Film Review: Dallas Buyers Club

Monday 29 December 2014 by

Dallas Buyers Club, Film, Matthew McConaughey, Jared Leto

One of the biggest hits of 2013/14 was Dallas Buyers Club, the based-on-life story of Ron Woodroof, a Texan diagnosed with AIDS in the 1980s.

I was born towards the end of what is deemed the AIDS Crisis, so I have little concept of the depth of the problem, and the panic it created. But in the early and mid-1980s, HIV/AIDS reached pandemic proportions, killing over 90% of sufferers, with no cure or preventative measures in sight. And there was so little known about the causes, and sometimes symptoms, that it made it hard to fight. With misguided rumours, fed by the panic, there was also a lot of prejudice and misconception that caused sufferers to endure much more than just the disease. Which meant there was a large part of this film that simply shocked me due to the ignorance and prejudice that came with getting AIDS, something that I had previously had no notion of.

Matthew McConaughey has (rightly) been lauded for his performance in this film; the most startling part of his performance was never his dramatic weightloss, but his portrayal of the layered depths of grief and determination that comes with a terminal illness. But I’ll be honest, the most underrated performance of the lot has to have come from Jared Leto as the incredible Rayon. From the moment he sashayed on screen, he had my heart in a way that McConaughey never did. Pure class!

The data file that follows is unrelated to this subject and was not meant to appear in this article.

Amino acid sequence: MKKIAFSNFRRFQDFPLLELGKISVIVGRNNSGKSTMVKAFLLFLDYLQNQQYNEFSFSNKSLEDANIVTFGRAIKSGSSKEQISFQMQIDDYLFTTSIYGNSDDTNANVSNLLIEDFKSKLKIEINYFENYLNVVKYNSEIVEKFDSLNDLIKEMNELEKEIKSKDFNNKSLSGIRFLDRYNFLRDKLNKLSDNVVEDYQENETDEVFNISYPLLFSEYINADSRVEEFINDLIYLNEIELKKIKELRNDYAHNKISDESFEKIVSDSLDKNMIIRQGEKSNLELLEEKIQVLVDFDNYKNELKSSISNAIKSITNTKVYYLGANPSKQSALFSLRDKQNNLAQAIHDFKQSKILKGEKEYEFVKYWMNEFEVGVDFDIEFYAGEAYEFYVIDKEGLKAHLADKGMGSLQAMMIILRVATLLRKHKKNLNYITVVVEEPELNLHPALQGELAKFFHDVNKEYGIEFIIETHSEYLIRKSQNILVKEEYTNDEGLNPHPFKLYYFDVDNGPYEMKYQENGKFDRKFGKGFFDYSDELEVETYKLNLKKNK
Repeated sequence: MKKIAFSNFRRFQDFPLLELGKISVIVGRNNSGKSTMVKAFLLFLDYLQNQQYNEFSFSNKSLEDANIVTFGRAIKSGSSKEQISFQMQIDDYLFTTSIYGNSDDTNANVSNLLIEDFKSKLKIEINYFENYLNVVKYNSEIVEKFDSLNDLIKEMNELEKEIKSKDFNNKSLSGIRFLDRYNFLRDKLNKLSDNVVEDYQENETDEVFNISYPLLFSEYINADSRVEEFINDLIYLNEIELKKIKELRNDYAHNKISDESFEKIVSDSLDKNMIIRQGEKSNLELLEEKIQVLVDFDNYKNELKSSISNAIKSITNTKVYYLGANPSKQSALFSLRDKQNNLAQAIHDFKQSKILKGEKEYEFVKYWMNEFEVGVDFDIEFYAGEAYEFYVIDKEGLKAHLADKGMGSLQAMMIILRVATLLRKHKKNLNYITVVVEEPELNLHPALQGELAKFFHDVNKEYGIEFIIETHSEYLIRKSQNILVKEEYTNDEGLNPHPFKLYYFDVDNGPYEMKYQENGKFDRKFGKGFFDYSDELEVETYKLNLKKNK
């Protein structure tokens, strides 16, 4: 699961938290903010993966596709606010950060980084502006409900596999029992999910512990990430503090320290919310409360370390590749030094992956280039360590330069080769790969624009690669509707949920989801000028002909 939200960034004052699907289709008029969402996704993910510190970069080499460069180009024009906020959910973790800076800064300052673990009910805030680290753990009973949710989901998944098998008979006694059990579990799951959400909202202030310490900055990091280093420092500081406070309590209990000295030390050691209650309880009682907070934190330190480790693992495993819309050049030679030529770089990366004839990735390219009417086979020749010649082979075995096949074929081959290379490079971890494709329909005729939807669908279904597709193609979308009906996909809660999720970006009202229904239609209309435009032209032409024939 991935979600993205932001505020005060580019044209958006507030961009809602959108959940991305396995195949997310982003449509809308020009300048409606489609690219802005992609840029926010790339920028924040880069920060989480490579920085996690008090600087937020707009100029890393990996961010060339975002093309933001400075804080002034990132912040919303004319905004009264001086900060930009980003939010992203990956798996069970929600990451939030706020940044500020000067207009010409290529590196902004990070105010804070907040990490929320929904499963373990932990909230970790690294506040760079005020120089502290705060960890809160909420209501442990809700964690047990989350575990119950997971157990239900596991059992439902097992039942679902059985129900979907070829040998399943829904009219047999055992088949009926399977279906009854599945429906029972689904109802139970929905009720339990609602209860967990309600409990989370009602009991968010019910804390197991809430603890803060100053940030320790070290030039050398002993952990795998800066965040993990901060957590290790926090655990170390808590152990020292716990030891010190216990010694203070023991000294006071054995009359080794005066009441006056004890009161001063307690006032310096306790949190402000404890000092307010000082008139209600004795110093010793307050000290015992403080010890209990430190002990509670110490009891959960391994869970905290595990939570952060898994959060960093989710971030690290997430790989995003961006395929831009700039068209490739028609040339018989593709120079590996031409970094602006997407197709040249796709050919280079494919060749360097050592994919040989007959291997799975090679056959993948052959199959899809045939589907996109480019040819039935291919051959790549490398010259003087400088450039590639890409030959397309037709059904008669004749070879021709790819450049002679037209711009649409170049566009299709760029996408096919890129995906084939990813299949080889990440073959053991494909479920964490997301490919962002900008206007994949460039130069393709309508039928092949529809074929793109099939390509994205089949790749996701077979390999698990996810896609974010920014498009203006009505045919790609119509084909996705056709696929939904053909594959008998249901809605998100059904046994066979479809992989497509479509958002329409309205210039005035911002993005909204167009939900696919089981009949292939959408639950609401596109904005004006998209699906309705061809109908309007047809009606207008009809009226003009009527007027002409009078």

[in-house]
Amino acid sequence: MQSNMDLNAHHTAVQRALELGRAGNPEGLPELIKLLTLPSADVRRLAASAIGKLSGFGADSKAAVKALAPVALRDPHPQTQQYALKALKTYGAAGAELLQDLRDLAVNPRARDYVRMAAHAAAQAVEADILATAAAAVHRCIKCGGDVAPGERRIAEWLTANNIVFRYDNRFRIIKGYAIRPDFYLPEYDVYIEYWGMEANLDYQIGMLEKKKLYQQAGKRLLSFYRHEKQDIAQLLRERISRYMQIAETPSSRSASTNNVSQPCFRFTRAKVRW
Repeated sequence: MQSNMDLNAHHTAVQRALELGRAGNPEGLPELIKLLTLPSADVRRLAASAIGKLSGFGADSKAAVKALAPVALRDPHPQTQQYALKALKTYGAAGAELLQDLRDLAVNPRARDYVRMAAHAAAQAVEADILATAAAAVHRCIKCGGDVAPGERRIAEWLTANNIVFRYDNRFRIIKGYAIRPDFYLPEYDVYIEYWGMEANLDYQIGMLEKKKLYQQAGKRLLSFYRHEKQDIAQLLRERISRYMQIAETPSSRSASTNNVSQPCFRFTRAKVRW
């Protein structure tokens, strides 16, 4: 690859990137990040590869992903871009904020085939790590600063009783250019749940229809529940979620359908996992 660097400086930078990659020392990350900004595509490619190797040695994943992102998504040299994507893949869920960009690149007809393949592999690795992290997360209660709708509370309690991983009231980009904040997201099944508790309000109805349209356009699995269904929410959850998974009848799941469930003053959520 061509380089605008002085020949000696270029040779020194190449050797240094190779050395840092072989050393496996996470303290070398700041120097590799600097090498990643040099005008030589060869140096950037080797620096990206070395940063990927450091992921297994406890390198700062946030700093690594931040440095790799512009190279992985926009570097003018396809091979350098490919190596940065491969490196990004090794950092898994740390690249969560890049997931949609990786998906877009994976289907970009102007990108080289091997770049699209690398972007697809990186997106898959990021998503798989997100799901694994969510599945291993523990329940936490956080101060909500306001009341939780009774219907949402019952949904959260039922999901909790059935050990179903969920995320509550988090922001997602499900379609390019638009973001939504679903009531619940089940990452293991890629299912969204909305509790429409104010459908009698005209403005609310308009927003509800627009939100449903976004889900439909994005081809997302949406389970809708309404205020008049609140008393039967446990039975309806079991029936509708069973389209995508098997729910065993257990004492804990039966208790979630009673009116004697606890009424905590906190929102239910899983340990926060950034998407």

Woodroof, electrician, scammer and rodeo fanatic, gets diagnosed as HIV Positive and is given 30 days to live. But with the trials of a new drug taking too long (and proving not as successful as believed), he has to take matters in to his own hands to try to survive the disease. It isn’t long until Woodroof is working around the system in order to give the drugs to other HIV/AIDS sufferers.

Like many biopics, they hang on the success of the star’s ability to cross a range of emotions. McConaughey’s portrayal of a frightened, angry, often ignorant electrician who has been handed a death sentence  is masterful to say the least, but there were quirks of the film that made it feel a little Ocean’s Eleven at times, as he dupes and sidesteps authority. But for the most it feels like it does justice to its subject, never veering too far from the path for dramatic or comic purposes.

In many ways, it’s a heartwarming tale; Woodroof’s thawing of character and Robin Hood-style antics as he tries to get the right drugs, could be argued to be a formula for a feel-good flick. But it is the nub of the film, the point of the story, that never lets it feel all that good: HIV/AIDS. Woodroof died of the disease seven years after he was first given 30 days to live. His Buyers Club (the name for the clubs that provided alternative medicines) gave him, and many others, extra time. But ultimately it was a losing battle, and the film never shies away from that fact.

It is not easy watching. Despite the amazing performances, brilliant soundtrack, and stellar cinematography, this is ultimately a story of loss. You walk away from the film feeling emotionally drained and borderline heartbroken. As biopics go, this is one of the best I’ve seen. But be prepared for tears.

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